What are the VHF/UHF/Microwave Frequencies?
By Jim Aguirre, W7DHC
I'd like to define
what is meant by 'VHF,' 'UHF' and 'microwave' amateur radio frequencies.
Here's a generally accepted set of definitions for hams.
The Very High Frequency (VHF) amateur bands
are 50-54 MHz (6 M) and 144-148 MHz (2 M). Both offer some
extended range communication opportunities along with local communication.
Major six-meter openings can provide worldwide communication capability
and openings to the East Coast or Alaska are relatively common. Extended
two-meter openings can reach out to more than a thousand miles, though
300-400 miles is more likely without extraordinary enhancement. Enhanced
propagation will be the subject of another column.
In the Ultra High Frequency (UHF) area,
hams have allocations in the 222-225 MHz (1.25 M), 430-450 MHz (70 CM)
and 900-928 MHz (33 CM) bands. The 70 CM band is the most used of
the three, with the 1.25 M and 33 CM bands having relatively little activity
except during contests. Propagation on these bands is shorter than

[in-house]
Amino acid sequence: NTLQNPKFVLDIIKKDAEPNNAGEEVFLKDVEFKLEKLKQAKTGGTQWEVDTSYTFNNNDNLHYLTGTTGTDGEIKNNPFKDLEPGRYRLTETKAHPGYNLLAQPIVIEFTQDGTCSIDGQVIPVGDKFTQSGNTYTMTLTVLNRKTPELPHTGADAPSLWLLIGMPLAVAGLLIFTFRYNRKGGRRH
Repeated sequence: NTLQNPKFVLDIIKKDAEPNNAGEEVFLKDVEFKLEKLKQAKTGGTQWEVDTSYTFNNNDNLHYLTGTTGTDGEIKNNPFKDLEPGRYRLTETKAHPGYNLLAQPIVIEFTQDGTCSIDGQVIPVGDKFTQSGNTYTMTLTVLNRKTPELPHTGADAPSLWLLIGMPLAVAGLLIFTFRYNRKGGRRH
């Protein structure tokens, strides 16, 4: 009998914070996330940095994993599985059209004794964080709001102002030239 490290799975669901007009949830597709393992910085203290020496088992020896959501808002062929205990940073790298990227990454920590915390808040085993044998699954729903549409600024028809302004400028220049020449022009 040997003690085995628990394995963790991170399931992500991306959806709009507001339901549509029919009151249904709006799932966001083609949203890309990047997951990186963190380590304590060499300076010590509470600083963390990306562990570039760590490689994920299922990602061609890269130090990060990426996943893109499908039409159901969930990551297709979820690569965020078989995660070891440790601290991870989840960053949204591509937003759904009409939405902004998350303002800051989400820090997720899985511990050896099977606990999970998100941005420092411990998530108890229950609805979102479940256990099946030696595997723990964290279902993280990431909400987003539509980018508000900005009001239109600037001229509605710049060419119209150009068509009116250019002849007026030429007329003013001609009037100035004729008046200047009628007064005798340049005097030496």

on VHF, but 200-300 mile terrestrial contacts are sometimes possible.
For amateur radio purposes, the true 'microwave'
bands begin with the 1240-1300 MHz (23 CM) band. Other commonly used
amateur radio microwave allocations include the 2300-2310 MHz and 2390-2450
MHz (13 CM), 3300-3500 MHz (9 CM), 5650-5925 MHz (5 CM) and 10.0-10.5 GHz
(3 CM) bands. These bands are relatively short range for the most
part; however operation from high-elevation sites can produce some startling
There are other amateur radio allocations
scattered all the way up to 300 GHz, but they are rarely used except by
experimenters. This is the wild, 'final frontier' of amateur radio.
Next, we'll explore what kind of radio equipment
is available to get you started on these bands.